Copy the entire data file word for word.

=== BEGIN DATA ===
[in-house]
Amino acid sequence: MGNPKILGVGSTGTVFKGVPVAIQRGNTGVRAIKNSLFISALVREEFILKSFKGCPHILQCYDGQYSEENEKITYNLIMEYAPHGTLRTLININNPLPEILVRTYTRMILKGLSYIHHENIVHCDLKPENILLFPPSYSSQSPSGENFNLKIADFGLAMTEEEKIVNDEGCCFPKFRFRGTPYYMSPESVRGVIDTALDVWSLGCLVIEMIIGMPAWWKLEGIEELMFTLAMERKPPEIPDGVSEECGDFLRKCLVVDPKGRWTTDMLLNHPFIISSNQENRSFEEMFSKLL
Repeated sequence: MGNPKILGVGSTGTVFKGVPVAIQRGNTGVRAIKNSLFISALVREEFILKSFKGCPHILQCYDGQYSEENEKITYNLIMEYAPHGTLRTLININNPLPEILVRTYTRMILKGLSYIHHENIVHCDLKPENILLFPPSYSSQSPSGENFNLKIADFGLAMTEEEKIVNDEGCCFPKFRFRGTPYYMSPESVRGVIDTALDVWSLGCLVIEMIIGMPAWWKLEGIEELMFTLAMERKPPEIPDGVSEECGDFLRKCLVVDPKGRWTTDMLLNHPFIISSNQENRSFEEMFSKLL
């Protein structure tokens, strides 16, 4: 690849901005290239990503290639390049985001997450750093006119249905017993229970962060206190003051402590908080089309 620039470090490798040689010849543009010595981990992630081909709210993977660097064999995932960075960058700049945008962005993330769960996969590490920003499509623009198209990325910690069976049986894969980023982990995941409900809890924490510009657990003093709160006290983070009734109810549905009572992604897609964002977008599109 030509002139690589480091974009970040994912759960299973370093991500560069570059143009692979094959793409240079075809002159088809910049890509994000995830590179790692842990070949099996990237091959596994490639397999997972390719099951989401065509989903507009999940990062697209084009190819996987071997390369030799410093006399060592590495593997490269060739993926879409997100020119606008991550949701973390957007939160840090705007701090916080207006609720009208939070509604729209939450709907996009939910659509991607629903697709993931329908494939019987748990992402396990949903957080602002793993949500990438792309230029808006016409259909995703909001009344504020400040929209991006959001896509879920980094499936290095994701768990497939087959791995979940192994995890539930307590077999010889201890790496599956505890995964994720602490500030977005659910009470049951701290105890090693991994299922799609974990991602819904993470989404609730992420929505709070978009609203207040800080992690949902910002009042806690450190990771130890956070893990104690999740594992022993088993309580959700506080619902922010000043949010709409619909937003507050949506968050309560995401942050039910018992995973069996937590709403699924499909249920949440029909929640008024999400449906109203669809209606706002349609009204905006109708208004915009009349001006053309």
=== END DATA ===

[in-house]
Amino acid sequence: MGNPKILGVGSTGTVFKGVPVAIQRGNTGVRAIKNSLFISALVREEFILKSFKGCPHILQCYDGQYSEENEKITYNLIMEYAPHGTLRTLININNPLPEILVRTYTRMILKGLSYIHHENIVHCDLKPENILLFPPSYSSQSPSGENFNLKIADFGLAMTEEEKIVNDEGCCFPKFRFRGTPYYMSPESVRGVIDTALDVWSLGCLVIEMIIGMPAWWKLEGIEELMFTLAMERKPPEIPDGVSEECGDFLRKCLVVDPKGRWTTDMLLNHPFIISSNQENRSFEEMFSKLL
Repeated sequence: MGNPKILGVGSTGTVFKGVPVAIQRGNTGVRAIKNSLFISALVREEFILKSFKGCPHILQCYDGQYSEENEKITYNLIMEYAPHGTLRTLININNPLPEILVRTYTRMILKGLSYIHHENIVHCDLKPENILLFPPSYSSQSPSGENFNLKIADFGLAMTEEEKIVNDEGCCFPKFRFRGTPYYMSPESVRGVIDTALDVWSLGCLVIEMIIGMPAWWKLEGIEELMFTLAMERKPPEIPDGVSEECGDFLRKCLVVDPKGRWTTDMLLNHPFIISSNQENRSFEEMFSKLL
């Protein structure tokens, strides 16, 4: 690849901005290239990503290639390049985001997450750093006119249905017993229970962060206190003051402590908080089309 620039470090490798040689010849543009010595981990992630081909709210993977660097064999995932960075960058700049945008962005993330769960996969590490920003499509623009198209990325910690069976049986894969980023982990995941409900809890924490510009657990003093709160006290983070009734109810549905009572992604897609964002977008599109 030509002139690589480091974009970040994912759960299973370093991500560069570059143009692979094959793409240079075809002159088809910049890509994000995830590179790692842990070949099996990237091959596994490639397999997972390719099951989401065509989903507009999940990062697209084009190819996987071997390369030799410093006399060592590495593997490269060739993926879409997100020119606008991550949701973390957007939160840090705007701090916080207006609720009208939070509604729209939450709907996009939910659509991607629903697709993931329908494939019987748990992402396990949903957080602002793993949500990438792309230029808006016409259909995703909001009344504020400040929209991006959001896509879920980094499936290095994701768990497939087959791995979940192994995890539930307590077999010889201890790496599956505890995964994720602490500030977005659910009470049951701290105890090693991994299922799609974990991602819904993470989404609730992420929505709070978009609203207040800080992690949902910002009042806690450190990771130890956070893990104690999740594992022993088993309580959700506080619902922010000043949010709409619909937003507050949506968050309560995401942050039910018992995973069996937590709403699924499909249920949440029909929640008024999400449906109203669809209606706002349609009204905006109708208004915009009349001006053309």